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Europe’s Shift to the Right

The Italian general elections of 2022 revealed one of the most shocking results over decades of elections held across European countries. Described as ‘the rightest Prime Minister since Mussolini’, Giorgia Meloni of the far-right party Brothers of Italy has now been elected Prime Minister of the country, being the first woman to hold the position.

But for people following the politics of Europe, her accession is not surprising, but rather disappointing given the events transpiring on the continent, and the events that did transpire in its past. Less than 100 years ago, Europe had fallen victim to right-wing sentiments soon after the First World War. In countries like Germany, Italy, and Spain, fascist leaders rose to power during the interwar period. The two most notorious being Adolf Hitler (Germany) and Benito Mussolini (Italy). Their nefarious ambitions ultimately culminated in another World War resulting in over 85 million deaths.

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The two colossal wars in less than half a century engendered the concept of a unified Europe under one supranational institution – the European Union. Over the years, the EU has proven to be successful in eliminating tensions between European states and encouraging economic growth and social development. Hence why it is puzzling when history seems to be repeating itself after adopting such measures to avoid conflict and populism. Yet, in all its irony, the EU is the primary reason for the resurgence of the far-right in Europe.

Currently, several European states are gradually shifting towards the right, with right-wing parties garnering more popularity. In the UK, the UKIP conservative party that promoted Brexit proved to be a success; in France, it is Marine Le Pen’s hardcore right-wing party National Rally; in Germany, the populist party Alternative for Germany is gaining more votes in elections; in Spain, the infamous Vox party is also winning more seats in regional and national parliaments; in Greece, a lawyer for the far-right party Golden Dawn was arrested for pulling a Nazi Salute in the Courtroom; in Hungary, Poland, and Italy, populism is evident and conspicuous; and in Nordic countries, right-wing political rhetoric is on the rise.

The multitude of incidents which occurred over the years accumulated into the state of Europe we witness today, and most of these circumstances are a result of EU policies. The most impairing was the Eurozone Debt Crisis which led to a long-term fiscal deficit due to austerity measures imposed by the EU against Ireland, Greece, Italy, Spain, and Portugal. This translated into pension cuts, social welfare cuts, and high unemployment in the countries concerned and, consequently, spiralling unpopularity of the EU.  Terrorist attacks which aligned with the period of the refugee crisis in 2016 also allowed conservatives to advocate for closed borders and proliferate xenophobic sentiments and acquire support. The belief that the EU is an elitist, bureaucratic institution was soon well-favoured amongst citizens of the EU. The ordinary people possess no influence over the decision-making processes transpiring in the EU (although that is partially false as elections for European Parliament are held every 5 years). Essentially, the center-liberal parties and leaders who were in power for decades have failed their citizens, and so has the liberal institution of the EU.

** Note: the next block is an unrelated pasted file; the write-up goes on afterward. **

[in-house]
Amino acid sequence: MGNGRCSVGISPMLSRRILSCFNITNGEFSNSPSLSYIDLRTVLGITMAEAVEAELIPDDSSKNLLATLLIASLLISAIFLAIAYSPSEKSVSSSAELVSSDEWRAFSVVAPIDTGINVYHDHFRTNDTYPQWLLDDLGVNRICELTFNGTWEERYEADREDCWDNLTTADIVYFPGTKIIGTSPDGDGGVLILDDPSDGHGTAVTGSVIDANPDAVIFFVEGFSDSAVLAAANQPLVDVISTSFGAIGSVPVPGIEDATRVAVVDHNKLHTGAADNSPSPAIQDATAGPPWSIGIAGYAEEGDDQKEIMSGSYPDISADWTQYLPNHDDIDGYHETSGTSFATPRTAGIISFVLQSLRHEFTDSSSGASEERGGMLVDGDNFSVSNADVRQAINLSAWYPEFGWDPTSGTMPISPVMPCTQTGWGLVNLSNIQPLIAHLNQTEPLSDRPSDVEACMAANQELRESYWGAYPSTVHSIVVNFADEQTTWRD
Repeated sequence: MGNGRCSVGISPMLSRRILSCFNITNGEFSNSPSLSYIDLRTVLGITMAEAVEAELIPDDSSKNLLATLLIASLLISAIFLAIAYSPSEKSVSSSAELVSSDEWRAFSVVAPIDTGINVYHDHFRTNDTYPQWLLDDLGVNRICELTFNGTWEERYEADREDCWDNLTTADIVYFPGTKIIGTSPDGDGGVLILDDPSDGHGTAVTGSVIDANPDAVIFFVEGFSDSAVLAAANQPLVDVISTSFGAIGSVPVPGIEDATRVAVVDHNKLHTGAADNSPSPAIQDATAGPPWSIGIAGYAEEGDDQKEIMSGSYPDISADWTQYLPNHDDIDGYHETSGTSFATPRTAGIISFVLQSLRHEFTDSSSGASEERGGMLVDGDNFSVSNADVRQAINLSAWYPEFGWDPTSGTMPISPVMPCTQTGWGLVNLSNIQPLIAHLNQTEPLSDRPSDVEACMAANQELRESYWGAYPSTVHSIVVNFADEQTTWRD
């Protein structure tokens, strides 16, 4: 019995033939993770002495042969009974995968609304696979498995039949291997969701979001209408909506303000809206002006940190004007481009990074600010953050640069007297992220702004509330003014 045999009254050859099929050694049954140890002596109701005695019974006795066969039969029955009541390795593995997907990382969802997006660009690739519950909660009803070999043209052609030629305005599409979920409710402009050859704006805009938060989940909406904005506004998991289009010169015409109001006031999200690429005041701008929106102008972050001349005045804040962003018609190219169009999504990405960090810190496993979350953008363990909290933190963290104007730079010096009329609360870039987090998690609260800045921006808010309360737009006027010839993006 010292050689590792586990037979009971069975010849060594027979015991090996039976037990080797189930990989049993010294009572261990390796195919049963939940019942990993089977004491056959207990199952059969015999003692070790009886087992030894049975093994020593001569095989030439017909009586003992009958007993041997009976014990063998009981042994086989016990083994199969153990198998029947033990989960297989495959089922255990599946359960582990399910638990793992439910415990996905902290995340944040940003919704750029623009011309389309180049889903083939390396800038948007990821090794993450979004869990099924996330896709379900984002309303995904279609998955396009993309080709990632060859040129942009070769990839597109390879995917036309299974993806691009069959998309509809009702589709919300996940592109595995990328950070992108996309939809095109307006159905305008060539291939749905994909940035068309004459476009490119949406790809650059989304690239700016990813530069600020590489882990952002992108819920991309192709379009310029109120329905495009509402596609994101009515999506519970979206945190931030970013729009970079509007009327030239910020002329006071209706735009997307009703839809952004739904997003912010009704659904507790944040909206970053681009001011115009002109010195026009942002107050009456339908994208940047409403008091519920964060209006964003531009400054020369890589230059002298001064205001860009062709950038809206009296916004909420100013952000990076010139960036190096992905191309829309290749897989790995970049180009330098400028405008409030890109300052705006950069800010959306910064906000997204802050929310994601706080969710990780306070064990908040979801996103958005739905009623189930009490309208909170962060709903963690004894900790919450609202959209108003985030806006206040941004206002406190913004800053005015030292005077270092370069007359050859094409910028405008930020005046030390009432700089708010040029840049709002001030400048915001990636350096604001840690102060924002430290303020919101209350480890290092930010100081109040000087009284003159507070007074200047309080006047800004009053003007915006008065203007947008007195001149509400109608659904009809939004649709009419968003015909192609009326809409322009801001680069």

What does this mean for Europe? The EU will ultimately dissolve as the major players, Germany and France, elect anti-EU parties. The conceptualization of Italexit and Grexit are also amassing traction. The dissolution of the EU will further divide European states, potentially generating friction. While a hot war is unlikely to erupt given the limited military capabilities of European countries as well as the heavy integration of economy and borders, Europe will not remain the same.

Europe’s international relations will also be reconstructed. The Euro currency might cease to exist as more countries withdraw, engendering political and economic turmoil disrupting trade with countries around the world, and ultimately damaging the global political economy. Non-EU countries will also have to engage deeper with European states, in contrast to existing relations where they prefer to work with the EU. The failure of the EU will also be a glaring indication of the failure and fallout of the liberal world order formed post-Cold War, and the emergence of a new era in the international system.


 Britannica (2022) The euro-zone debt crisis [online] available from <> 

Stamatoukou, E. (2022) ‘Greece to Probe Golden Dawn lawyer’s Courtroom Nazi Salute’ Balkan Insight [online] available from <>

The National WWII Museum (2022) Research Starters: Worldwide Deaths in World War II [online] available from <>

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